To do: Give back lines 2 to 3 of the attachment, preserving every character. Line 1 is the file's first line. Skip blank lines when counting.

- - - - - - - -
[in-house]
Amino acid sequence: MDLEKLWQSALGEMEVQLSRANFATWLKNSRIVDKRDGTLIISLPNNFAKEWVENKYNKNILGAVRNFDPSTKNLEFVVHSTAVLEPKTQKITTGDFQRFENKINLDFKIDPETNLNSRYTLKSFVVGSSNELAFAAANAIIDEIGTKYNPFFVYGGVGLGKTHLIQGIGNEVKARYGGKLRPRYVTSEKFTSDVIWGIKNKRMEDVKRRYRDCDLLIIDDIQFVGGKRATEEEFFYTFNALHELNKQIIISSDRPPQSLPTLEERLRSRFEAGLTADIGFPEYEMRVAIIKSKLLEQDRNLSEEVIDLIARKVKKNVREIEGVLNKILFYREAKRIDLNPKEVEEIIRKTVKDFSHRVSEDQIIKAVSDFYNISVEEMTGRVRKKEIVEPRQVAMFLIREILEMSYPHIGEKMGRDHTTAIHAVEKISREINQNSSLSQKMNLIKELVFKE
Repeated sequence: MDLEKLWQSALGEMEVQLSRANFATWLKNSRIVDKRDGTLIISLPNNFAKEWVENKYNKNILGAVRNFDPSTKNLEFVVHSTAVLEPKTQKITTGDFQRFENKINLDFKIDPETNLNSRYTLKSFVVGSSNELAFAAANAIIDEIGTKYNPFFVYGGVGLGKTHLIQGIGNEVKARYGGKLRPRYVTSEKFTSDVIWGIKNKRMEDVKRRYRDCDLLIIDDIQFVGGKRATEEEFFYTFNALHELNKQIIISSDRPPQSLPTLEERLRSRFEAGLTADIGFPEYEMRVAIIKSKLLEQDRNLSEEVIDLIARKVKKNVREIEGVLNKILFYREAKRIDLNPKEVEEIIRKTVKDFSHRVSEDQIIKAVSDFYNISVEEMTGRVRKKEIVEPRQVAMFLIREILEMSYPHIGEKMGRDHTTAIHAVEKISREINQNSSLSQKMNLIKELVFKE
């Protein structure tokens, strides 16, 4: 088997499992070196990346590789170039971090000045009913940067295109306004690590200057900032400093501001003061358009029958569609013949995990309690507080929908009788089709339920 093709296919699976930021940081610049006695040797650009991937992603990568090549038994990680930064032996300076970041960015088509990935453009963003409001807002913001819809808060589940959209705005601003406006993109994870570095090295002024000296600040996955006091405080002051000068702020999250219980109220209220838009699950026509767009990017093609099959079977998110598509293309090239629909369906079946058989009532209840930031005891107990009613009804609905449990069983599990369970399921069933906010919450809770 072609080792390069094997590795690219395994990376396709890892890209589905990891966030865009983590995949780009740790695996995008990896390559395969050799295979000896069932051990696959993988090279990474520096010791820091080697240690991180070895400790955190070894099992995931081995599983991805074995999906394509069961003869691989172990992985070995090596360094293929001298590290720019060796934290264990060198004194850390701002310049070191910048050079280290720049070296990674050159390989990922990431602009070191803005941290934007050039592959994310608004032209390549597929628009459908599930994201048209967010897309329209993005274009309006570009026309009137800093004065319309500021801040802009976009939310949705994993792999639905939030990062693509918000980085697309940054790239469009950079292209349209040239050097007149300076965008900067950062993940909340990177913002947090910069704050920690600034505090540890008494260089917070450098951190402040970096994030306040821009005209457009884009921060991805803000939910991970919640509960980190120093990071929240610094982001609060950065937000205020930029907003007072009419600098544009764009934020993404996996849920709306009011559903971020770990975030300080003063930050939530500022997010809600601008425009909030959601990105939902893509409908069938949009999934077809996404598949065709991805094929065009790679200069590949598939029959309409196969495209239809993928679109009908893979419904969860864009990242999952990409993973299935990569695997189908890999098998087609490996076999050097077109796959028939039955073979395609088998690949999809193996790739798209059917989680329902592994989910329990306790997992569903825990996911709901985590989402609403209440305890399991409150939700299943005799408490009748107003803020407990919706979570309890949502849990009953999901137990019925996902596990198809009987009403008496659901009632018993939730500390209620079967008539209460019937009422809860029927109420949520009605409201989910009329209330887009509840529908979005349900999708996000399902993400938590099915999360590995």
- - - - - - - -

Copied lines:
Amino acid sequence: MDLEKLWQSALGEMEVQLSRANFATWLKNSRIVDKRDGTLIISLPNNFAKEWVENKYNKNILGAVRNFDPSTKNLEFVVHSTAVLEPKTQKITTGDFQRFENKINLDFKIDPETNLNSRYTLKSFVVGSSNELAFAAANAIIDEIGTKYNPFFVYGGVGLGKTHLIQGIGNEVKARYGGKLRPRYVTSEKFTSDVIWGIKNKRMEDVKRRYRDCDLLIIDDIQFVGGKRATEEEFFYTFNALHELNKQIIISSDRPPQSLPTLEERLRSRFEAGLTADIGFPEYEMRVAIIKSKLLEQDRNLSEEVIDLIARKVKKNVREIEGVLNKILFYREAKRIDLNPKEVEEIIRKTVKDFSHRVSEDQIIKAVSDFYNISVEEMTGRVRKKEIVEPRQVAMFLIREILEMSYPHIGEKMGRDHTTAIHAVEKISREINQNSSLSQKMNLIKELVFKE
Repeated sequence: MDLEKLWQSALGEMEVQLSRANFATWLKNSRIVDKRDGTLIISLPNNFAKEWVENKYNKNILGAVRNFDPSTKNLEFVVHSTAVLEPKTQKITTGDFQRFENKINLDFKIDPETNLNSRYTLKSFVVGSSNELAFAAANAIIDEIGTKYNPFFVYGGVGLGKTHLIQGIGNEVKARYGGKLRPRYVTSEKFTSDVIWGIKNKRMEDVKRRYRDCDLLIIDDIQFVGGKRATEEEFFYTFNALHELNKQIIISSDRPPQSLPTLEERLRSRFEAGLTADIGFPEYEMRVAIIKSKLLEQDRNLSEEVIDLIARKVKKNVREIEGVLNKILFYREAKRIDLNPKEVEEIIRKTVKDFSHRVSEDQIIKAVSDFYNISVEEMTGRVRKKEIVEPRQVAMFLIREILEMSYPHIGEKMGRDHTTAIHAVEKISREINQNSSLSQKMNLIKELVFKE